This post originally appeared as an article on Medium.
A couple of weeks ago, a friend (@TDRdesigns) and I were having coffee, and he asked me if there was any point in trying to keep up with popular alternative music anymore. Besides the fact, that this phrase was kind of an oxymoron, I told him that I didn’t think there was. I said that we had always been more interested in “interesting music” than whatever the trendy ‘alternative’ sound of the moment had been. And while that’s probably true, I was definitely wrong about the first part.
One of the best things about popular or ‘popular alternative’ music, is its exuberance. Sure, the technical skill of DJ Shadow and the juxtaposition of orchestras and sampling on a Hybrid record are cool, but there’s something about a fun catchy song. It reminds you not to take life too seriously. And I think that’s what I’ve been doing recently.
There’s so much attention paid, in some circles, to what’s innovative or interesting that we forget the things that are just purely enjoyable. Those things have just as much, if not more value than our critically acclaimed art house films and indie darling bands. And I wish I had remembered that a bit more often as I went through college. I wish I’d gone to see more action movies, watched a bit more TV and maybe even listened to a few more radio hits (but only a few).
Those of us who work in the media seem to be particularly likely to fall into this overly pretentious seriousness. We tell ourselves that we’ve consumed so much culture; we must be above some of it. We argue that it’s a necessary filtering system for retaining our sanity and free time. Yet, many of us miss things the masses fall in love with because we were too busy trying to find the next award winner, or worse evangelizing about something “you’ve probably never heard of.”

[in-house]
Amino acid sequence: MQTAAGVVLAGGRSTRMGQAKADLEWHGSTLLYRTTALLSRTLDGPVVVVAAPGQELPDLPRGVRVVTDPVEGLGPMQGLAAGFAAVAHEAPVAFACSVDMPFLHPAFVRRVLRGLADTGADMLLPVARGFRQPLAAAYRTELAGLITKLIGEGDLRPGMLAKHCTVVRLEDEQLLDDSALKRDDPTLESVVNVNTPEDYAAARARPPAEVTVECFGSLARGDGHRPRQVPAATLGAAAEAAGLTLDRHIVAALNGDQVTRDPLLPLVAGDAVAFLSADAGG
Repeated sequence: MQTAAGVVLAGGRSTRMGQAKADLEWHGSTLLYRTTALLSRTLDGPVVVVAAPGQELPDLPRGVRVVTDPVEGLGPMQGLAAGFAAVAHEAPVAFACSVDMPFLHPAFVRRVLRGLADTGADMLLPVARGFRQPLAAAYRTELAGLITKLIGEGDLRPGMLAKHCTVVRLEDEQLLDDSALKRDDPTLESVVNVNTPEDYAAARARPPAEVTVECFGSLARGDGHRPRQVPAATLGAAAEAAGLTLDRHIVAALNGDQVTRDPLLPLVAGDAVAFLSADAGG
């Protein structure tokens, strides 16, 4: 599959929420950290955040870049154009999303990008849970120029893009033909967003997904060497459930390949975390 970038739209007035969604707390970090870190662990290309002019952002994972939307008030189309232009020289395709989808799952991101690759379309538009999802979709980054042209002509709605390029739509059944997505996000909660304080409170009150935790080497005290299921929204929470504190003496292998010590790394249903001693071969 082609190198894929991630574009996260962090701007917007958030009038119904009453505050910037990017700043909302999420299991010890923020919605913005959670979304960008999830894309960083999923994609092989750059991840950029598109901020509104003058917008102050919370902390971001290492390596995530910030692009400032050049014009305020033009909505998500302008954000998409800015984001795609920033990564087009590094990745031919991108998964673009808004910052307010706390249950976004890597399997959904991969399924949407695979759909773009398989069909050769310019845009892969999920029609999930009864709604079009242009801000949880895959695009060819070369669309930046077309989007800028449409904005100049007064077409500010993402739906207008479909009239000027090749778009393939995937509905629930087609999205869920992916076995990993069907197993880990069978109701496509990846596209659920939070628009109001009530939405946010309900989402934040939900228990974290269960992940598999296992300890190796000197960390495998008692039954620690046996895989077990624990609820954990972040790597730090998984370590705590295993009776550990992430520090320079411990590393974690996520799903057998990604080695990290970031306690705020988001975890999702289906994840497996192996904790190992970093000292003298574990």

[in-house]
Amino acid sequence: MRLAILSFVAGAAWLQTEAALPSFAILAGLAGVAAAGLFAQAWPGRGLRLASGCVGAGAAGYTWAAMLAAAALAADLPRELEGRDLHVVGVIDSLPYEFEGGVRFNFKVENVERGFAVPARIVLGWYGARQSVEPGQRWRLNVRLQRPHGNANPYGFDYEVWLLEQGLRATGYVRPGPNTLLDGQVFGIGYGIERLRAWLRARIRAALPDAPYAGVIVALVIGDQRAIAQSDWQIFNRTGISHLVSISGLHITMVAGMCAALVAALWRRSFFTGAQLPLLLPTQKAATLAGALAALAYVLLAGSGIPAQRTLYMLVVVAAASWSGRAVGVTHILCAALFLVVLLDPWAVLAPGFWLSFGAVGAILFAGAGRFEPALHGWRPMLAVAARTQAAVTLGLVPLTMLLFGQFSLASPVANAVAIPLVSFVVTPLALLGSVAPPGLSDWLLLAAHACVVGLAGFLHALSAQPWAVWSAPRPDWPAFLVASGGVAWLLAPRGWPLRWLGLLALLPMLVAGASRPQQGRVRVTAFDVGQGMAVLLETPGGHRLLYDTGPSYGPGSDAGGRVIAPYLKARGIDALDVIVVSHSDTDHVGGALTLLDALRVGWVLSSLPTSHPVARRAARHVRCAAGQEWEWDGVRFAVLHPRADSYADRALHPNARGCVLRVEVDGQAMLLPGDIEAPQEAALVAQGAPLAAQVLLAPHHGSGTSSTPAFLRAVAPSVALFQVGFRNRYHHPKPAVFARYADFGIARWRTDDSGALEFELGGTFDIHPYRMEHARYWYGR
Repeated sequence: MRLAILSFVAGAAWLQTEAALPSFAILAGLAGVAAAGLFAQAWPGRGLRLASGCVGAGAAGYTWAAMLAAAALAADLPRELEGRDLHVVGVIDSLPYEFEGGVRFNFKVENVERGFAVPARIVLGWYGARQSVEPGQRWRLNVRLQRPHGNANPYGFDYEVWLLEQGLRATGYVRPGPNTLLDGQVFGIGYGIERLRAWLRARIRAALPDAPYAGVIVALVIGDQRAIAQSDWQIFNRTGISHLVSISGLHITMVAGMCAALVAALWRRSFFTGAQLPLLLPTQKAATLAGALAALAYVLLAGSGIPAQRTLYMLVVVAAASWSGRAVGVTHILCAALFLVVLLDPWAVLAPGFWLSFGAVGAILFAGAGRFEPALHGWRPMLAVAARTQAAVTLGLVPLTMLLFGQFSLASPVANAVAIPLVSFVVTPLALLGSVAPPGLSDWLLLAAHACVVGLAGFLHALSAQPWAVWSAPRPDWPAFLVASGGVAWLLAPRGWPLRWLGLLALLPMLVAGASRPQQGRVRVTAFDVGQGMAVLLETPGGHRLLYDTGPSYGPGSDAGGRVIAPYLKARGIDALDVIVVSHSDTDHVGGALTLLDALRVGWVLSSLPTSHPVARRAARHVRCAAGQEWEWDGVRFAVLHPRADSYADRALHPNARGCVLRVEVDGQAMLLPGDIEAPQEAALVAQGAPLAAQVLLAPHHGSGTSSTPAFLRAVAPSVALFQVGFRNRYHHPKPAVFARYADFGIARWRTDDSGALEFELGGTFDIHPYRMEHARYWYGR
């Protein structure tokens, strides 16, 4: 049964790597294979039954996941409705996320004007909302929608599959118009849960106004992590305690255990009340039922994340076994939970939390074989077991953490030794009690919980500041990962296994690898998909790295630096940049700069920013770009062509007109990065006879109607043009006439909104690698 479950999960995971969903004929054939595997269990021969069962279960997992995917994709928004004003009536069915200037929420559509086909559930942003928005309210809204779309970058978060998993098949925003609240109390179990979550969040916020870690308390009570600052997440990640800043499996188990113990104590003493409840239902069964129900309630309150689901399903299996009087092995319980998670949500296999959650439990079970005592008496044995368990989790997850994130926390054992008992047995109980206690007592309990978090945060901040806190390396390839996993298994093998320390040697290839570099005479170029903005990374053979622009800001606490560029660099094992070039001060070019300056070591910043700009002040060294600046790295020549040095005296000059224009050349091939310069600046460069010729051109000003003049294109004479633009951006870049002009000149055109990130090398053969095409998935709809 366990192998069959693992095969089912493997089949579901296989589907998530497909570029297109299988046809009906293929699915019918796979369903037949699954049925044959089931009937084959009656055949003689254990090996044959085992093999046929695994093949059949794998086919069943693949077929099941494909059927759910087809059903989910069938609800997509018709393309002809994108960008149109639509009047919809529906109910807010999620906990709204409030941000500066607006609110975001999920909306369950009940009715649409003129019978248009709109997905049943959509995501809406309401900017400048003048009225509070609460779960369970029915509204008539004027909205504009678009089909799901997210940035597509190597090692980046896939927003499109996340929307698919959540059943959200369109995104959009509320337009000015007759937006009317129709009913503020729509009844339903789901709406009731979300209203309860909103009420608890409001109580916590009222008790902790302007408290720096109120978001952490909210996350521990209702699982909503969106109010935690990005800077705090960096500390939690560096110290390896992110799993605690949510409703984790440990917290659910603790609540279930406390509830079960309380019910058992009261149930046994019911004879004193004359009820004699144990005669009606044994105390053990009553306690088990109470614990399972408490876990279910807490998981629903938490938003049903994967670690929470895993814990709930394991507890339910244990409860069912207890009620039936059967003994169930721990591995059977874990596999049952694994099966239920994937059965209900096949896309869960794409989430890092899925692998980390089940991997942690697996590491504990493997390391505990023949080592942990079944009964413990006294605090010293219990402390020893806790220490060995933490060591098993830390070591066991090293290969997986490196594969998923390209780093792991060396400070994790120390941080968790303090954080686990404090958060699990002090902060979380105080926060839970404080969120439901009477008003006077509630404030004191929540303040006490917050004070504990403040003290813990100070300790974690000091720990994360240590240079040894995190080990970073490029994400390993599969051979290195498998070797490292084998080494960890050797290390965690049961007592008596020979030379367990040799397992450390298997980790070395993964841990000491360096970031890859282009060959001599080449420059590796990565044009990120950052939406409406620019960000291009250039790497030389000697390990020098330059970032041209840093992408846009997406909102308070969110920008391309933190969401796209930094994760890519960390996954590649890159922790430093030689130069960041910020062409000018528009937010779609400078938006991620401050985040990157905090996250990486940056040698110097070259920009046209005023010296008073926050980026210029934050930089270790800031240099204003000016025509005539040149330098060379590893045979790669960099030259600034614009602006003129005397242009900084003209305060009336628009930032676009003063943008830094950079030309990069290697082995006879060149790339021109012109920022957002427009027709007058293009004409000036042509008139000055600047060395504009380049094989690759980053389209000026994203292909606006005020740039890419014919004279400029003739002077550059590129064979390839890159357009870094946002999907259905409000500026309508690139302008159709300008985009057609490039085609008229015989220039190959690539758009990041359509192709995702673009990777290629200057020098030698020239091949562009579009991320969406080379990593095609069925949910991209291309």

This isn’t to say that we should all quickly buy a Chief Keef album on iTunes in order to be more relevant. There is still a lot of bad “popular” culture out there, and consuming it is generally a waste of time. Some of the popular content of today is fairly sophisticated, and quite uplifting. We all ought to take a minute to at least look at the charts more often, try out the new Taylor Swift single, and maybe join our younger siblings and parents in the sing-along.
Pretension has its place, as does popularity. I’m not trying to argue against taste or the arbiters thereof. I’m just realizing that much of our “critically acclaimed” or “interesting” culture isn’t very fun. And if we’re not having a bit of fun once in a while, it becomes very easy to become a jaded culture of bloggers who don’t get out enough.